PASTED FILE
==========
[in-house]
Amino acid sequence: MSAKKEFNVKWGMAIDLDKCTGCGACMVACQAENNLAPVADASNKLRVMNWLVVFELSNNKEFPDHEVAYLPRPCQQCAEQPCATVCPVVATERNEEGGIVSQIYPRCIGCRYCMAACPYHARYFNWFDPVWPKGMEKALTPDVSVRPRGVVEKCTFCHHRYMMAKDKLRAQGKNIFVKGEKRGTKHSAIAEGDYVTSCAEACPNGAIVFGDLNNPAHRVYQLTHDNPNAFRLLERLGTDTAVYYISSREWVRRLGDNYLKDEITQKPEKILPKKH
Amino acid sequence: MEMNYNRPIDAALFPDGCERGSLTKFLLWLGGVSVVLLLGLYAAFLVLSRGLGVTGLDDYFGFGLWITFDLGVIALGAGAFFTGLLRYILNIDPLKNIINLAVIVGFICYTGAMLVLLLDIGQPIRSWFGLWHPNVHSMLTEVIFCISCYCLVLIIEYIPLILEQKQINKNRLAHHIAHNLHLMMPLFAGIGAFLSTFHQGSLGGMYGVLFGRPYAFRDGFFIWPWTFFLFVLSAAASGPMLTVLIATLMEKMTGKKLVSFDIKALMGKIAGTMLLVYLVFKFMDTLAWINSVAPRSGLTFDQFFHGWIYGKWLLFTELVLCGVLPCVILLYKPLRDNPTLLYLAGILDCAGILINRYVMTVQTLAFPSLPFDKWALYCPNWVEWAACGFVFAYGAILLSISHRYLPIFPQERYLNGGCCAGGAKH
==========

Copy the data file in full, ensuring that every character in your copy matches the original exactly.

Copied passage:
[in-house]
Amino acid sequence: MSAKKEFNVKWGMAIDLDKCTGCGACMVACQAENNLAPVADASNKLRVMNWLVVFELSNNKEFPDHEVAYLPRPCQQCAEQPCATVCPVVATERNEEGGIVSQIYPRCIGCRYCMAACPYHARYFNWFDPVWPKGMEKALTPDVSVRPRGVVEKCTFCHHRYMMAKDKLRAQGKNIFVKGEKRGTKHSAIAEGDYVTSCAEACPNGAIVFGDLNNPAHRVYQLTHDNPNAFRLLERLGTDTAVYYISSREWVRRLGDNYLKDEITQKPEKILPKKH
Amino acid sequence: MEMNYNRPIDAALFPDGCERGSLTKFLLWLGGVSVVLLLGLYAAFLVLSRGLGVTGLDDYFGFGLWITFDLGVIALGAGAFFTGLLRYILNIDPLKNIINLAVIVGFICYTGAMLVLLLDIGQPIRSWFGLWHPNVHSMLTEVIFCISCYCLVLIIEYIPLILEQKQINKNRLAHHIAHNLHLMMPLFAGIGAFLSTFHQGSLGGMYGVLFGRPYAFRDGFFIWPWTFFLFVLSAAASGPMLTVLIATLMEKMTGKKLVSFDIKALMGKIAGTMLLVYLVFKFMDTLAWINSVAPRSGLTFDQFFHGWIYGKWLLFTELVLCGVLPCVILLYKPLRDNPTLLYLAGILDCAGILINRYVMTVQTLAFPSLPFDKWALYCPNWVEWAACGFVFAYGAILLSISHRYLPIFPQERYLNGGCCAGGAKH